Sales tax short in Modesto, cuts ahead

Modesto's budget picture continues to darken with a new forecast showing it collecting $1.2 million less in sales tax revenue than the city projected as recently as July.

The revised sales tax estimate adds to a financial shortfall that has the city looking to cut $8.8 million from its $135 million general fund.

Modesto could exhaust its reserve fund and slip $3.4 million into the red by the end of this budget year, according to a worst-case estimate that Finance Director Wayne Padilla gave to City Council members Monday.

That scenario is unlikely to unfold because the council next month is expected to see cuts that could keep the city's reserves at $9.1 million -- a figure that remains $1.5 million below Modesto's desired reserve level.

On Nov. 13, Padilla and the city's managers are scheduled to present $5.6 million in program cuts to the council. In addition, Padilla has identified about $6.3 million in new revenue and accounting changes that could spare some of the budget pain.

Some of the cuts are expected to come from police and fire services because public safety spending consumes about 70 percent of the strapped general fund.

City Manager George Britton said the proposed cuts fall "disproportionately" on other departments.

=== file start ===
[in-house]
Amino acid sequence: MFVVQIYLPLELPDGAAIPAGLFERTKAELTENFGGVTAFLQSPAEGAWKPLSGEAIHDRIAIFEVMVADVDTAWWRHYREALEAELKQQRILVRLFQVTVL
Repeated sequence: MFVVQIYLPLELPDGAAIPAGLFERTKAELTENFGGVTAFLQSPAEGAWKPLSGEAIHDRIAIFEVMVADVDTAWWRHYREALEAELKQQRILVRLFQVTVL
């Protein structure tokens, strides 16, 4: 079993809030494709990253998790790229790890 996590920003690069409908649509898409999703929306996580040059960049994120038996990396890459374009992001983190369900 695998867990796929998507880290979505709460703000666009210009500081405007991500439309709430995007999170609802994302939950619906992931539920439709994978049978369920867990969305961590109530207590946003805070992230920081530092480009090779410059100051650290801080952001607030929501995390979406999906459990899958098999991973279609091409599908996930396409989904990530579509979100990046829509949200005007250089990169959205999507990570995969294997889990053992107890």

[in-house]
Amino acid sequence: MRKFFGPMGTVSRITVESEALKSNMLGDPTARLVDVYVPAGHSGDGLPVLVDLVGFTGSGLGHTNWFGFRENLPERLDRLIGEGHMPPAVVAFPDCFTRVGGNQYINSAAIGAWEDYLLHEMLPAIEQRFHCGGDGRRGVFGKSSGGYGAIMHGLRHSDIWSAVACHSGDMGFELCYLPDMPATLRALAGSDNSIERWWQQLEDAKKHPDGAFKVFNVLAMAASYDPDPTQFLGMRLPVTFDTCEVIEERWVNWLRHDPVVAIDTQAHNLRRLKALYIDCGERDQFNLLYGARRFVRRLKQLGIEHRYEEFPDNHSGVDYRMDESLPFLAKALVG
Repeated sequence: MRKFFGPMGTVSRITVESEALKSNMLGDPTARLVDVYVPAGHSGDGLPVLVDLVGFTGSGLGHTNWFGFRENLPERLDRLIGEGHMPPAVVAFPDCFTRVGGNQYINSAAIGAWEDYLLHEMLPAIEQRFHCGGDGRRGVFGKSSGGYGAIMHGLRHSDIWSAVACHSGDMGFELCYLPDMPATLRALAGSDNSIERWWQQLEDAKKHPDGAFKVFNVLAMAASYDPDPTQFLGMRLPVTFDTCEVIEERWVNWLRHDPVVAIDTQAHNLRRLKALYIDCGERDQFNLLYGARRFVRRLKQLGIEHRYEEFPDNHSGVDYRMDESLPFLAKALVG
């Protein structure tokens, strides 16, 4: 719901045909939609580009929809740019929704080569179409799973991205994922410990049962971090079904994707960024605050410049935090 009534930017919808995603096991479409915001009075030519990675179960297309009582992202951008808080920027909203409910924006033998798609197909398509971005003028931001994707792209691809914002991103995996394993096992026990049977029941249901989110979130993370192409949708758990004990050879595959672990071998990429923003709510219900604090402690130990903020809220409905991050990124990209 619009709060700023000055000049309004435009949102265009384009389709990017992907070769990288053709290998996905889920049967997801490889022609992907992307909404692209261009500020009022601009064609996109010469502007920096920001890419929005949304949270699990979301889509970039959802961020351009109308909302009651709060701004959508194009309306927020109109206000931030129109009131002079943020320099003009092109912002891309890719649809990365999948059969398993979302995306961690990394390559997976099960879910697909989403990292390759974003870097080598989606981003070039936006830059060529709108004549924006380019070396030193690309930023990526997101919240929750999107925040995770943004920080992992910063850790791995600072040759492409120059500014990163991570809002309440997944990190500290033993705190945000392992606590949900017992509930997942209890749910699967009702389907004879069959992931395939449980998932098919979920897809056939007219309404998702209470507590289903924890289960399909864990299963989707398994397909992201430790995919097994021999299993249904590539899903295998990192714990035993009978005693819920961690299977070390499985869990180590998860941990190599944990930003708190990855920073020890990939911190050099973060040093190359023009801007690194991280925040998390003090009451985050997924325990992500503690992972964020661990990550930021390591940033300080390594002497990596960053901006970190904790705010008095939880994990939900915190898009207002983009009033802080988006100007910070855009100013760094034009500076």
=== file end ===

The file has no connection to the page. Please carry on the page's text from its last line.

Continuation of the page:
Padilla provided the council's Finance Committee more details on how the general fund's outlook worsened so quickly just one year after the same group gave the green light to a series of midyear expenses, such as $100,000 to market flights from the Modesto Airport.

That meeting was packed with arts supporters who wanted the council to spend extra money on their projects, while boosting funding to repair the McHenry Mansion's foundation.

Monday's meeting also was crowded, but with city executives and union representatives trying to make sense of Modesto's shrinking pool of cash.

All together, Modesto expects to earn $28 million in sales tax revenue this year, down from an original estimate of $31 million. That decline stems mostly from a drop in spending on big items such as houses, cars and furniture,

The city also faces:

  • $1.5 million in extra salary spending related to promotions and contracts it has approved since July
  • $1.3 million in costs associated with benefits that weren't being tracked earlier in the year.
  • $1.4 million worth of work the council approved last year but didn't have to pay for until now.
  • Last year's spending also continues to haunt the city with:

    • $2.6 million in allocations the council approved when the city held a better revenue outlook
  • $2.7 million in one-time spending on roads and curbs the council wanted to undertake
  • $2.2 million in spending related to new hires and unexpectedly low turnover that fit within department budgets.
  • Bee staff writer Adam Ashton can be reached at aashton@modbee.com or 578-2366.

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